The Alpini Effect: Why the US Army Should Train Units for Mountain Warfare
ARMY COMMAND AND GENERAL STAFF COLLEGE FORT LEAVENWORTH KS SCHOOL OF ADVANCED MILITARY STUDIES
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The purpose of this monograph is to provide an analysis of why the US Army should designate active duty units to organize, equip, and train for mountain warfare. With over 35 of land mass and 85 of land borders in the world categorized as mountainous, there is a likelihood that the US Army will be fighting in mountainous terrain in future conflicts. Mountain warfare is complex and has many interdependent factors found in its peculiar characteristics and operational effects, more so than other specialized forms of warfare in jungle and desert terrain. These peculiar characteristics of mountainous terrain include the effects of weather, effects on personnel, and effects on weapons and equipment. The operational effects of mountainous terrain limit operational reach, constrain lines of operations, and complicate mission command. The combination of complexity, peculiar characteristics, and operational effects requires a significant amount of time for unit leadership and soldiers to learn in order to operate and fight effectively in a mountainous environment as a combined arms team. This was evidenced by the success of the US Armys 10th Mountain Division in Italy at Riva Ridge in 1945 and the failure of the Indian 4th Infantry Division against the Peoples Liberation Army of China in northeastern India in 1962.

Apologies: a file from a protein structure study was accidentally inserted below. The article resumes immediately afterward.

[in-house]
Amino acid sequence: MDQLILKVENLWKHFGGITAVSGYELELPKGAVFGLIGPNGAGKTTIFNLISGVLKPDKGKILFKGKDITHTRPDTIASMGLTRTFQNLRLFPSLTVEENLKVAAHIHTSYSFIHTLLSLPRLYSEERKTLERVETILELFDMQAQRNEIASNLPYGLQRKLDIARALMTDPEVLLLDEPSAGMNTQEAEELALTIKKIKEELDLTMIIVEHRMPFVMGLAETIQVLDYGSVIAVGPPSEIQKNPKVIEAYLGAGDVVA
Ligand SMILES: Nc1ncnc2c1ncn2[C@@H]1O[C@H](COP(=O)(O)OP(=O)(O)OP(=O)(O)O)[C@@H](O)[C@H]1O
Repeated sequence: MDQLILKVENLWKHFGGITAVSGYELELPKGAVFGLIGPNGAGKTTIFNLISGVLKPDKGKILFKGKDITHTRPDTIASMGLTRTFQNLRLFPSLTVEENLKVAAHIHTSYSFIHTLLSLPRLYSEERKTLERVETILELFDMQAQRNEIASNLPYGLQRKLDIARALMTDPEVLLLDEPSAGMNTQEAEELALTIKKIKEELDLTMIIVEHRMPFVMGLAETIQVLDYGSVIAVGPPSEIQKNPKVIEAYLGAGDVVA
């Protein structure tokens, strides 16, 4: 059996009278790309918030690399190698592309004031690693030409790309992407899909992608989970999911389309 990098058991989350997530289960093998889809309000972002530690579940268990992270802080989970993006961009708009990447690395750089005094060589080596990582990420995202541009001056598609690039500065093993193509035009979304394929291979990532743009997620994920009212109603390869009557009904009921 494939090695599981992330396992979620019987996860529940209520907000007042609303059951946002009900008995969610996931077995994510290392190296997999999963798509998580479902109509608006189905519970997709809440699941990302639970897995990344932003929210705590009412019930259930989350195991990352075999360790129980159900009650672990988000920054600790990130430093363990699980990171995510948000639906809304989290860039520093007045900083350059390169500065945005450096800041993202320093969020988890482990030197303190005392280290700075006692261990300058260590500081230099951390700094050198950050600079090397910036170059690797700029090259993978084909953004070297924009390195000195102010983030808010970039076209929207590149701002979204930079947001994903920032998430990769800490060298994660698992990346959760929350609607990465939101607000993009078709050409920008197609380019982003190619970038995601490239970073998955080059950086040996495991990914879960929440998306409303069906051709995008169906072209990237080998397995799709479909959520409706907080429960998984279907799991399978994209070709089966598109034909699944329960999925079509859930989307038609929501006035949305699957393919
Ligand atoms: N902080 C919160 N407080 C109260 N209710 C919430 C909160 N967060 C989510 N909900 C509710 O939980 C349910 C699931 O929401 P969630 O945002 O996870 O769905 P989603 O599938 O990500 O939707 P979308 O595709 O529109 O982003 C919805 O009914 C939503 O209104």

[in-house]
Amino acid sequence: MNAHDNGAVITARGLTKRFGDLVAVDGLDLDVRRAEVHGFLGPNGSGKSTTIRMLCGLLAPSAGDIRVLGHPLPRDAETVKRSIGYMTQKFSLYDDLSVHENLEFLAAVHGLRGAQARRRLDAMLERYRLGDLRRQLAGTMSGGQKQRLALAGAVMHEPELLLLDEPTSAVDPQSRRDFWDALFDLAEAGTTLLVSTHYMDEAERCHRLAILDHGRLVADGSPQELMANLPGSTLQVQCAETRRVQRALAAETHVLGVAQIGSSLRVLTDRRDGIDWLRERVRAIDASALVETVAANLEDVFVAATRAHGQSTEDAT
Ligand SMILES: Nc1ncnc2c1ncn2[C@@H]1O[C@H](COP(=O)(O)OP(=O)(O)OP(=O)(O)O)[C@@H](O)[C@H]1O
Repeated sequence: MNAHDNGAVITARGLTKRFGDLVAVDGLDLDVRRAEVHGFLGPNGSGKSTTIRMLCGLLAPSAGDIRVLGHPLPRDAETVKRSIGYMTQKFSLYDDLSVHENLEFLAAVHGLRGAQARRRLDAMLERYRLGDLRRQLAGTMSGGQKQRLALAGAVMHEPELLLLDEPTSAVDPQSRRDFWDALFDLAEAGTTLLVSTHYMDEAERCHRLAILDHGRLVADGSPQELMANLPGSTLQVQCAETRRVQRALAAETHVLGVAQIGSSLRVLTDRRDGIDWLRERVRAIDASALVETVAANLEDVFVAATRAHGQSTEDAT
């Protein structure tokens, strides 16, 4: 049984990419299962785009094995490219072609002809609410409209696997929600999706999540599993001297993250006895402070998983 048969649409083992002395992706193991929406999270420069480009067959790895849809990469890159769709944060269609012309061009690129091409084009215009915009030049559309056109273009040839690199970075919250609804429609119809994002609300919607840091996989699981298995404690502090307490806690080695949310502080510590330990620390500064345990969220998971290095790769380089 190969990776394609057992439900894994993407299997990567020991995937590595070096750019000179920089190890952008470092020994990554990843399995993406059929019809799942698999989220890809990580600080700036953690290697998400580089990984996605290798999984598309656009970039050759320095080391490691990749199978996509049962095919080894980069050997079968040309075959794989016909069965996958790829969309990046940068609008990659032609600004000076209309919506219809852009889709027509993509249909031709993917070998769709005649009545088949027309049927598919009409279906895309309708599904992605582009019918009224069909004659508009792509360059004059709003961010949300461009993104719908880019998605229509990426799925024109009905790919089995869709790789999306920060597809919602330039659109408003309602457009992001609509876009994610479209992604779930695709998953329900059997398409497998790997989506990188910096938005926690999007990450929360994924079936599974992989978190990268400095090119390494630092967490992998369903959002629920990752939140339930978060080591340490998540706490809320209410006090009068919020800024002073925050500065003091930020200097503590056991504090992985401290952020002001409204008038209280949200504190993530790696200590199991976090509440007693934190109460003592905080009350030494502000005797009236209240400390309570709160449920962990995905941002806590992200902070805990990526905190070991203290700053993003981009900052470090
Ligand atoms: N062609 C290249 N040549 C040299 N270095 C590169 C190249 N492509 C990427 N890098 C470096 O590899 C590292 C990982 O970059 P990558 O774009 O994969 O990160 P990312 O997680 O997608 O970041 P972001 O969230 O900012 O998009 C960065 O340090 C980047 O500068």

- Military Operations, Strategy and Tactics